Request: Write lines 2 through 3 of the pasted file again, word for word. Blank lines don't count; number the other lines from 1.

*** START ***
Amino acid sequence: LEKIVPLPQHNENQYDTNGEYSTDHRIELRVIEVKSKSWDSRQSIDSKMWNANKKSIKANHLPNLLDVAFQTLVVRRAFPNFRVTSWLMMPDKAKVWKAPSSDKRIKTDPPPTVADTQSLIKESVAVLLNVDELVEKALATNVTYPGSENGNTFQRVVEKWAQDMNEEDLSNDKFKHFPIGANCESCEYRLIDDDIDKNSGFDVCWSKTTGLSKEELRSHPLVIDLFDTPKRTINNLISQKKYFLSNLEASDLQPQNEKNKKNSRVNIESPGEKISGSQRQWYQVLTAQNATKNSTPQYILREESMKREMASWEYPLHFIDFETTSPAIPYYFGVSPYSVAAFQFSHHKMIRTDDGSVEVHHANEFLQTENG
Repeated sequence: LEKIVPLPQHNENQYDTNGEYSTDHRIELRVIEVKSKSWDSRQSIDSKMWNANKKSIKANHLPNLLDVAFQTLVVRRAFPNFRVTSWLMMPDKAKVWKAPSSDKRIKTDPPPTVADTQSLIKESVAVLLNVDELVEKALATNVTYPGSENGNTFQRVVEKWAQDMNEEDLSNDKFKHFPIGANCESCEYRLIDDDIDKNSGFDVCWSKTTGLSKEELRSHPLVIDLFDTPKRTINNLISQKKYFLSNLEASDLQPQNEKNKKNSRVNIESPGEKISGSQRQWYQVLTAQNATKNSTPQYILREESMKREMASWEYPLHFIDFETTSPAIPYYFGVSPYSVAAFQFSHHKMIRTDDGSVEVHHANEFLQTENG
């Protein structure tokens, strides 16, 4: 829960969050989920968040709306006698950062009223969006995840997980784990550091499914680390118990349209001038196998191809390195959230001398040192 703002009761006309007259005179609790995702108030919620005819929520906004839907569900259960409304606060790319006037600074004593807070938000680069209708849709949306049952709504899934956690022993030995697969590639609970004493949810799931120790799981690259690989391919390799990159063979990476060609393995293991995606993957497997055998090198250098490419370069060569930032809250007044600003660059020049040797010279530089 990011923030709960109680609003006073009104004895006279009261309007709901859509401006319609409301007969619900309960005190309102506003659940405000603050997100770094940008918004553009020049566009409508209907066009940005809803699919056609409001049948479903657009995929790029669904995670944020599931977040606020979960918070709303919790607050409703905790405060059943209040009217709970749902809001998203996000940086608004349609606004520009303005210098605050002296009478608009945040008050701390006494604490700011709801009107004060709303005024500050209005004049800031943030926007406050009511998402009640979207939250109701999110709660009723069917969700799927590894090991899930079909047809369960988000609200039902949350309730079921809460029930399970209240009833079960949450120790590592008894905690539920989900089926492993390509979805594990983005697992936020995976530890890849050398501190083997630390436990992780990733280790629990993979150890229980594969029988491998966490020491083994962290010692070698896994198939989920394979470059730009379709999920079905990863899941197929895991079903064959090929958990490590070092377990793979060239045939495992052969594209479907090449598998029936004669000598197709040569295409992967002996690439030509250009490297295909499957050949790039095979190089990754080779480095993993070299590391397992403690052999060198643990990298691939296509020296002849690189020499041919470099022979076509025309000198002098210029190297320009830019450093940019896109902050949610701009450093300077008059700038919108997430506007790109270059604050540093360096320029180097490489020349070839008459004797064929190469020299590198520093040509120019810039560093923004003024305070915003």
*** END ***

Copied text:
Repeated sequence: LEKIVPLPQHNENQYDTNGEYSTDHRIELRVIEVKSKSWDSRQSIDSKMWNANKKSIKANHLPNLLDVAFQTLVVRRAFPNFRVTSWLMMPDKAKVWKAPSSDKRIKTDPPPTVADTQSLIKESVAVLLNVDELVEKALATNVTYPGSENGNTFQRVVEKWAQDMNEEDLSNDKFKHFPIGANCESCEYRLIDDDIDKNSGFDVCWSKTTGLSKEELRSHPLVIDLFDTPKRTINNLISQKKYFLSNLEASDLQPQNEKNKKNSRVNIESPGEKISGSQRQWYQVLTAQNATKNSTPQYILREESMKREMASWEYPLHFIDFETTSPAIPYYFGVSPYSVAAFQFSHHKMIRTDDGSVEVHHANEFLQTENG
């Protein structure tokens, strides 16, 4: 829960969050989920968040709306006698950062009223969006995840997980784990550091499914680390118990349209001038196998191809390195959230001398040192 703002009761006309007259005179609790995702108030919620005819929520906004839907569900259960409304606060790319006037600074004593807070938000680069209708849709949306049952709504899934956690022993030995697969590639609970004493949810799931120790799981690259690989391919390799990159063979990476060609393995293991995606993957497997055998090198250098490419370069060569930032809250007044600003660059020049040797010279530089 990011923030709960109680609003006073009104004895006279009261309007709901859509401006319609409301007969619900309960005190309102506003659940405000603050997100770094940008918004553009020049566009409508209907066009940005809803699919056609409001049948479903657009995929790029669904995670944020599931977040606020979960918070709303919790607050409703905790405060059943209040009217709970749902809001998203996000940086608004349609606004520009303005210098605050002296009478608009945040008050701390006494604490700011709801009107004060709303005024500050209005004049800031943030926007406050009511998402009640979207939250109701999110709660009723069917969700799927590894090991899930079909047809369960988000609200039902949350309730079921809460029930399970209240009833079960949450120790590592008894905690539920989900089926492993390509979805594990983005697992936020995976530890890849050398501190083997630390436990992780990733280790629990993979150890229980594969029988491998966490020491083994962290010692070698896994198939989920394979470059730009379709999920079905990863899941197929895991079903064959090929958990490590070092377990793979060239045939495992052969594209479907090449598998029936004669000598197709040569295409992967002996690439030509250009490297295909499957050949790039095979190089990754080779480095993993070299590391397992403690052999060198643990990298691939296509020296002849690189020499041919470099022979076509025309000198002098210029190297320009830019450093940019896109902050949610701009450093300077008059700038919108997430506007790109270059604050540093360096320029180097490489020349070839008459004797064929190469020299590198520093040509120019810039560093923004003024305070915003």